When Bernardo and his sister Maria keep bickering with each other in Spanish and English in the new West Side Story, Anita- and the audience- insist that they speak in English. But Steven Spielberg’s movie doesn’t push for the same. Spielberg’s remake of the classical musical about whites and Puerto Ricans falling in love and fighting for territory has quite a lot of Spanish dialogue.
Interestingly, those lines have not been translated into English subtitles. When Maria decided to end her argument by claiming “!Y Tu no eres mi jefe”, non-Spanish speakers would have to make sense out of that through the context, and the way Rachel Zegler delivers the sentence.
West Side Story Sees A Marked Shift From Subtitles
Steven Spielberg said that the choice for no subtitles in West Side Story was absolutely intentional. The mere use of subtitles, he believes, would have been disrespectful to Spanish speakers for it would have implied that they weren’t the target audience. But to make it comparatively easy for those who don’t speak a word in Spanish, the lines have been dispersed loosely and designed to be understood emotionally for non-speakers. Now if that leads to the audience missing out on a few jokes, it is a comparatively small price to pay.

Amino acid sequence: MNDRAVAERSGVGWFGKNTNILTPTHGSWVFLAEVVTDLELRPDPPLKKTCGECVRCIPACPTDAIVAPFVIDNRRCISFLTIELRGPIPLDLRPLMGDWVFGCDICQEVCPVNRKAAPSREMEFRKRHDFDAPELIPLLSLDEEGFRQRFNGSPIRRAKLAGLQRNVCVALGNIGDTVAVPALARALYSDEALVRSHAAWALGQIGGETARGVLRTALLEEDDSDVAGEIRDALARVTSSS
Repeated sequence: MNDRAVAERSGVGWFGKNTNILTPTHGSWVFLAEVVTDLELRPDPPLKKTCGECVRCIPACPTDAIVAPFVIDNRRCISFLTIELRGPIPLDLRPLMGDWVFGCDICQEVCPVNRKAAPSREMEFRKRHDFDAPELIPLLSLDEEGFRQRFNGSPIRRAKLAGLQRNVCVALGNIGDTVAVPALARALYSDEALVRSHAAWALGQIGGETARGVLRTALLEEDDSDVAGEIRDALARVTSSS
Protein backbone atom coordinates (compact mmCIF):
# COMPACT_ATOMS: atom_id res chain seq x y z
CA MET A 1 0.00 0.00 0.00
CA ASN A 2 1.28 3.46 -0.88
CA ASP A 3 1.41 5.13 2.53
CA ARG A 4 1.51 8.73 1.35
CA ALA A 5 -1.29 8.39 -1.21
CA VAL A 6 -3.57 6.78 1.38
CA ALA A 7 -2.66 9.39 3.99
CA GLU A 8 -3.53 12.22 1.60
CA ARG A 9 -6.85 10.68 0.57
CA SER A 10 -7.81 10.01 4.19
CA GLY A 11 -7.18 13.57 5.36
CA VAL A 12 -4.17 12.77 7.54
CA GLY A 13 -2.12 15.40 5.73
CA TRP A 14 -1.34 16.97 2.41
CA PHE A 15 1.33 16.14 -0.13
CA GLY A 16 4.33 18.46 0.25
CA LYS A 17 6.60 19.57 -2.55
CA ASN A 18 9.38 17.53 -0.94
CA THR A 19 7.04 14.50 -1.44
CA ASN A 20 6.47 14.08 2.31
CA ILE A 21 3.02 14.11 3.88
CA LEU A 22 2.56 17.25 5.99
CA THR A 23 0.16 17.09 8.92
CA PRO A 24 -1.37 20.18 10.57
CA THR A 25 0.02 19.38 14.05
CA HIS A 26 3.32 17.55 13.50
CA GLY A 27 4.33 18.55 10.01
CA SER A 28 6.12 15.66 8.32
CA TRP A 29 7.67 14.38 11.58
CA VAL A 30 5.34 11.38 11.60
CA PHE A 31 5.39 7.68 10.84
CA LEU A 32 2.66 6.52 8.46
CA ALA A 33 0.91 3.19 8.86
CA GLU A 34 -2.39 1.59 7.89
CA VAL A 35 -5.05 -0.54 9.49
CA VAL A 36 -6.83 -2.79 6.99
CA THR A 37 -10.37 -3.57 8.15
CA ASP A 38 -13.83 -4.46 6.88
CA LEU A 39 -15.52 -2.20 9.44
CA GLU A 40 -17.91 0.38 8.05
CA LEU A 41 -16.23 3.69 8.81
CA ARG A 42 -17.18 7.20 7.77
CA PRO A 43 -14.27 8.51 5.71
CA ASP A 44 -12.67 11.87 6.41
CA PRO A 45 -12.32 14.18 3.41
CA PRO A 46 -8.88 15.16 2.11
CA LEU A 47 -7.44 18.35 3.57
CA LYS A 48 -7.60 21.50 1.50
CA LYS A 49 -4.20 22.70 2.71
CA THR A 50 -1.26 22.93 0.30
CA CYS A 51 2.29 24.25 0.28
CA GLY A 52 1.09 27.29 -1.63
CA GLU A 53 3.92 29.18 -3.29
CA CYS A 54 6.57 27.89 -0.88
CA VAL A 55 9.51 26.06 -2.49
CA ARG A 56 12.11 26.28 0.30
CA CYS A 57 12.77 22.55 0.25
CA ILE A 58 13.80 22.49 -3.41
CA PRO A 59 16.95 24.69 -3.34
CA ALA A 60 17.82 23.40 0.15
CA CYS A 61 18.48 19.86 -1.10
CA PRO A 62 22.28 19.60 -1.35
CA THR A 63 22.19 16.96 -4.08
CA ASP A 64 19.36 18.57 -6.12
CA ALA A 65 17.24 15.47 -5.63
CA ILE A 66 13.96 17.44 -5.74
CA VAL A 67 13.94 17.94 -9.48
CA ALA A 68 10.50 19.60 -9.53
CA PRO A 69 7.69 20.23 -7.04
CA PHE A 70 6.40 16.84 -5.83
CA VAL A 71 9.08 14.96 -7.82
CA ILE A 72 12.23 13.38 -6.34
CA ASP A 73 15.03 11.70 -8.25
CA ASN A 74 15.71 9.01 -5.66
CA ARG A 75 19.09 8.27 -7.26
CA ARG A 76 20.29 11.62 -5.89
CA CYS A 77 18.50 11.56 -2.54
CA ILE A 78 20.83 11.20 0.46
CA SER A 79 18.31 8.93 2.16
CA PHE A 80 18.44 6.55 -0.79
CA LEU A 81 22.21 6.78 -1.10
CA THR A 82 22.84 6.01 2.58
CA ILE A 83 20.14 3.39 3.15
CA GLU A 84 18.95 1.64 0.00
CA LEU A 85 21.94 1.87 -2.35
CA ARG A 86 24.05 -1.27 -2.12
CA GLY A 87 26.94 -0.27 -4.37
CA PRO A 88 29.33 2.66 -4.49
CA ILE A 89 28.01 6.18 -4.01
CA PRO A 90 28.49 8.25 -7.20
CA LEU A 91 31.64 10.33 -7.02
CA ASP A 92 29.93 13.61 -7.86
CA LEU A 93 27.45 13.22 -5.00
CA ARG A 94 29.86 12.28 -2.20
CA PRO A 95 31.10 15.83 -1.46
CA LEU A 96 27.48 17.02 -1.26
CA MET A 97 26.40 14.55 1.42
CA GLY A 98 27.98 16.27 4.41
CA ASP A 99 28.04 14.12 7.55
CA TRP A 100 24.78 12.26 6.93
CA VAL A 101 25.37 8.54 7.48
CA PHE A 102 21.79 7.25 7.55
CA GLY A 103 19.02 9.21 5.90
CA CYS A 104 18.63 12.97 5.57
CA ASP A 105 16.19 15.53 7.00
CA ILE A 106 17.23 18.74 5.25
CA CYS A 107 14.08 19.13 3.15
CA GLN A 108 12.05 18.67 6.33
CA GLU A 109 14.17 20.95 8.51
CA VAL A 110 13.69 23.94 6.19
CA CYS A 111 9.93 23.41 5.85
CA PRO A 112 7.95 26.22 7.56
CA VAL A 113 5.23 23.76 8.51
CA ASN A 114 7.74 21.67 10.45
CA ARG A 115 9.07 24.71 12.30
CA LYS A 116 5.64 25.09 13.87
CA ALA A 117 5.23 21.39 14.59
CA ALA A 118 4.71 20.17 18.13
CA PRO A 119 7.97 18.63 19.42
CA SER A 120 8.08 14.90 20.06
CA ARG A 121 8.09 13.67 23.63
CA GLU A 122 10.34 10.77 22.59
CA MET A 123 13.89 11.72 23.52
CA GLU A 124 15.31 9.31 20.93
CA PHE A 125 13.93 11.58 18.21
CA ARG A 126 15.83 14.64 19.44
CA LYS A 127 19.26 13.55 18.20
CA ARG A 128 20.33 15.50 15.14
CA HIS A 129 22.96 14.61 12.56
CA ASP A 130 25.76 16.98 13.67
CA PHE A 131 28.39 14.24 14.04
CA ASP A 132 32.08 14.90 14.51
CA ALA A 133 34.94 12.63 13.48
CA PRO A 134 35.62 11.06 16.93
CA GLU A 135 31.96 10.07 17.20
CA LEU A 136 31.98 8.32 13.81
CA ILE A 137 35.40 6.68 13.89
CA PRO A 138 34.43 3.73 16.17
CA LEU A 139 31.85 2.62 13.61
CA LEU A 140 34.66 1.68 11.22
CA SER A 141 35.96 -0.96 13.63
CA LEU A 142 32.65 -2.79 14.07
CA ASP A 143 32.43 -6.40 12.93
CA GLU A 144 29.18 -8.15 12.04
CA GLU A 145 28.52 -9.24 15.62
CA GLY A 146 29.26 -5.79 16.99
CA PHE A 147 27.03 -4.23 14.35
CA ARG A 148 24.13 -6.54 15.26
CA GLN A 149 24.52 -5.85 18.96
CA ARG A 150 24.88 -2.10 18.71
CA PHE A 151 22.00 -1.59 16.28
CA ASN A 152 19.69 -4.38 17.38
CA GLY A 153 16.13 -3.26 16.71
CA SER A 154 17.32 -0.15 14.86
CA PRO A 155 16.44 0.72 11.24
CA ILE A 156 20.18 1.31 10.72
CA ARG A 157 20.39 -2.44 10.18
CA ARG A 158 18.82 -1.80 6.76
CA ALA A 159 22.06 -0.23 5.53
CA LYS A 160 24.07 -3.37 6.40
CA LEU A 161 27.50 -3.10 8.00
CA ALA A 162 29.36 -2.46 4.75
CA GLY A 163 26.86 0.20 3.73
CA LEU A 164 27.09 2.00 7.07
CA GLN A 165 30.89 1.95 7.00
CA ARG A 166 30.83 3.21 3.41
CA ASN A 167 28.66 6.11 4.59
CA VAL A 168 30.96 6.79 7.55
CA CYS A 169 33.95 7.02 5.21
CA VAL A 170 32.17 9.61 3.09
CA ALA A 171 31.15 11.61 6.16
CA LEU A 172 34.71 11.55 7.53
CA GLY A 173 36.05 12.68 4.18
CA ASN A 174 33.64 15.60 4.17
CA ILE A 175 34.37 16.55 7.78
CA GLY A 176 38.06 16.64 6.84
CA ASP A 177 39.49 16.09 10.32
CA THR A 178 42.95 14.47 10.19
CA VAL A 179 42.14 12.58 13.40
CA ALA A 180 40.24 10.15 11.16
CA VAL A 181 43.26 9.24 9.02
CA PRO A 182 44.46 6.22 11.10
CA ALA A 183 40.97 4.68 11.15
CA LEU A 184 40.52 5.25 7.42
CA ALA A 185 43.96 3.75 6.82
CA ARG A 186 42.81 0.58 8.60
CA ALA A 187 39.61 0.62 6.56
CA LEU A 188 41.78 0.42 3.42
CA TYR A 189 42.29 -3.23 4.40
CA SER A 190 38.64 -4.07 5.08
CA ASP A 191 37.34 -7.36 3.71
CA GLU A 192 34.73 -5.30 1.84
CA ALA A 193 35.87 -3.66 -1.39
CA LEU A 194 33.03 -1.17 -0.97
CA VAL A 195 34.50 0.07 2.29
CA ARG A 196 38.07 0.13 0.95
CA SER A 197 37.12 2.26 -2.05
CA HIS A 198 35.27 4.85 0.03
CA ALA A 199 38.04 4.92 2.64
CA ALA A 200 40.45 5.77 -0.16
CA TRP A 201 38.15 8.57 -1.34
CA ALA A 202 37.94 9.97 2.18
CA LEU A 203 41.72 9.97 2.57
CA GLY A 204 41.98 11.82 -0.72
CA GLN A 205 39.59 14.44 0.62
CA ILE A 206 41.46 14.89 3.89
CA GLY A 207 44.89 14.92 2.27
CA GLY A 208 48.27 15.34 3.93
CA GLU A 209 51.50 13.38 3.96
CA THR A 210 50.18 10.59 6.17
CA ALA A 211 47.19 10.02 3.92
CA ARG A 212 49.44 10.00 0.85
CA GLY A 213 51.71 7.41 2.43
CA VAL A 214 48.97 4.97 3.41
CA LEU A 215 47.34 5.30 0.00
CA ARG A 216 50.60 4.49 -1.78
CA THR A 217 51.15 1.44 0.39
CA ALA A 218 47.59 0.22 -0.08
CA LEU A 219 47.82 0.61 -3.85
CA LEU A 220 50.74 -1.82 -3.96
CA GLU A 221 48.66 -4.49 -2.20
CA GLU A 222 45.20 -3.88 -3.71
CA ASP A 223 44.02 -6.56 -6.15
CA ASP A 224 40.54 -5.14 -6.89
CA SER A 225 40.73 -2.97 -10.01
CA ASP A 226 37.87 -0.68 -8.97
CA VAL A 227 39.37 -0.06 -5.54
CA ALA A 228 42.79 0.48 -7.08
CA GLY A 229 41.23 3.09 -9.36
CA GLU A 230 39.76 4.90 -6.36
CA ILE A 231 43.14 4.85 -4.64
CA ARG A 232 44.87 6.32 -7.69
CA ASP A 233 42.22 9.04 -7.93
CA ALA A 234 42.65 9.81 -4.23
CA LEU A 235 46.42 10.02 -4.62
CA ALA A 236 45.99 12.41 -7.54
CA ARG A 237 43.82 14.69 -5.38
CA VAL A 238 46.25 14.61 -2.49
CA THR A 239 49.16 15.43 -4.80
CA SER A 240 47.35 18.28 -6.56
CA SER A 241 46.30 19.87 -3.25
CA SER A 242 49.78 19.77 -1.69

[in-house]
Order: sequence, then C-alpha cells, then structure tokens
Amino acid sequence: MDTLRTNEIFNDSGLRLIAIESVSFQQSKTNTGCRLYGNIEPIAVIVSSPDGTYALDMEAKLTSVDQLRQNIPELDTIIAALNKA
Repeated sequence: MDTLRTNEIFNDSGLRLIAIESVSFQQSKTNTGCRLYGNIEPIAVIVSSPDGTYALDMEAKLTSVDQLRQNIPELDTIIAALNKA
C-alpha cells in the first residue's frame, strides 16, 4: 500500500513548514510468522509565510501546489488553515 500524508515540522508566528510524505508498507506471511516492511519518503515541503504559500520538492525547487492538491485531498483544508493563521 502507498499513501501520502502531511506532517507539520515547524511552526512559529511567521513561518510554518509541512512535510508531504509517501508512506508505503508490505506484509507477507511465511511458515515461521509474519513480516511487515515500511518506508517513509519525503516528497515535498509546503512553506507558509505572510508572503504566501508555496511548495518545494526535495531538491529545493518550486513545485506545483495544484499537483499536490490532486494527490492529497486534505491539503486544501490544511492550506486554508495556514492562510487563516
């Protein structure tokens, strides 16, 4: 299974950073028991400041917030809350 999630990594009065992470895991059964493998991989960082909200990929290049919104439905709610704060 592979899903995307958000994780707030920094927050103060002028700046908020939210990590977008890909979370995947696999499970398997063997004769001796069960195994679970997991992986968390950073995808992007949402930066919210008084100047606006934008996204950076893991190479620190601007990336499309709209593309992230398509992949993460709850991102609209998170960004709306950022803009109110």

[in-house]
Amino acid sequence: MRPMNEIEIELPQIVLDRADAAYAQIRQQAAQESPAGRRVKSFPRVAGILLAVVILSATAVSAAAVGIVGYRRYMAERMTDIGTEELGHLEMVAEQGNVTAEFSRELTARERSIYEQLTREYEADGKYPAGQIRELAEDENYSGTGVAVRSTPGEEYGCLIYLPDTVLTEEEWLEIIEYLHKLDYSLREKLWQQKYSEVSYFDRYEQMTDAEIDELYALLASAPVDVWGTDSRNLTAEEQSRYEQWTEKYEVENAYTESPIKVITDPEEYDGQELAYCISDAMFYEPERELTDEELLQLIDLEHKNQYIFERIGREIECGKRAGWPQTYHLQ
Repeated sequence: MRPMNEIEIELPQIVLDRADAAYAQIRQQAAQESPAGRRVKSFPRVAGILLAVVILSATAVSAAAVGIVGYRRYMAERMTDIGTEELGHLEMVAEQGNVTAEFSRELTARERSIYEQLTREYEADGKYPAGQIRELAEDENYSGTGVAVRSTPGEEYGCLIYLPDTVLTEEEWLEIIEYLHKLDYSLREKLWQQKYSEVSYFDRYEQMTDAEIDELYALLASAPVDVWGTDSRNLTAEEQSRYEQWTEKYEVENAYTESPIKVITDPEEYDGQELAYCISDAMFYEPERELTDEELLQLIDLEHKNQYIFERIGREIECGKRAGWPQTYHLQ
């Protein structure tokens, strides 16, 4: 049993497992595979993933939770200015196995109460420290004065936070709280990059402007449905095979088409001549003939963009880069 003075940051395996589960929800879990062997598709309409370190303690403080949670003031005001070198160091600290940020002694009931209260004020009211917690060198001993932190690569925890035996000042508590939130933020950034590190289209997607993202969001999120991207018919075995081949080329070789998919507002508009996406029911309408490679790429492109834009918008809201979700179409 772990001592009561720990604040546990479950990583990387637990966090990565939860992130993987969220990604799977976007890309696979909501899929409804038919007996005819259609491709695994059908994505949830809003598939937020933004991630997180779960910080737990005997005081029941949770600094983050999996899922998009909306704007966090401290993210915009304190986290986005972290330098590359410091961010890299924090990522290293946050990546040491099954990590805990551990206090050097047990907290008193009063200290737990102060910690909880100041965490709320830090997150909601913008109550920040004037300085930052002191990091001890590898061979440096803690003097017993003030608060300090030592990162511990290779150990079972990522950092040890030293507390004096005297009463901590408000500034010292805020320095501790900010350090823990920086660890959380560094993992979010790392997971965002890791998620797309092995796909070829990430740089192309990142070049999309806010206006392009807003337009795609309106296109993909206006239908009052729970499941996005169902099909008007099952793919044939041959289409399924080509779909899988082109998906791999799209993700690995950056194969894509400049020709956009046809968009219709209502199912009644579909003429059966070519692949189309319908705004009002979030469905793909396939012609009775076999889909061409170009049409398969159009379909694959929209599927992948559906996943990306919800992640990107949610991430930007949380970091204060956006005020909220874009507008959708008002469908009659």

West Side Story can easily be considered to be one of those examples of filmmakers trying to speak directly to the people the stories are based on. In Encanto, Disney’s animated musical, the songs unfold in Spanish without any translation. Reservation Dogs, the FX series, also brings in Native American slang and cultural references without any explanation.
While traditionalists may have a grind against this subtle shift in how Hollywood makes movies, it can’t be denied that entertainment definitely doesn’t need to come by in English to have a broader appeal. West Side Story, just a decade ago, would have been a miss as the lack of translations would have alienated the public. But with superhit shows like Squid Games, Lupin, and Parasite, things seem to be changing.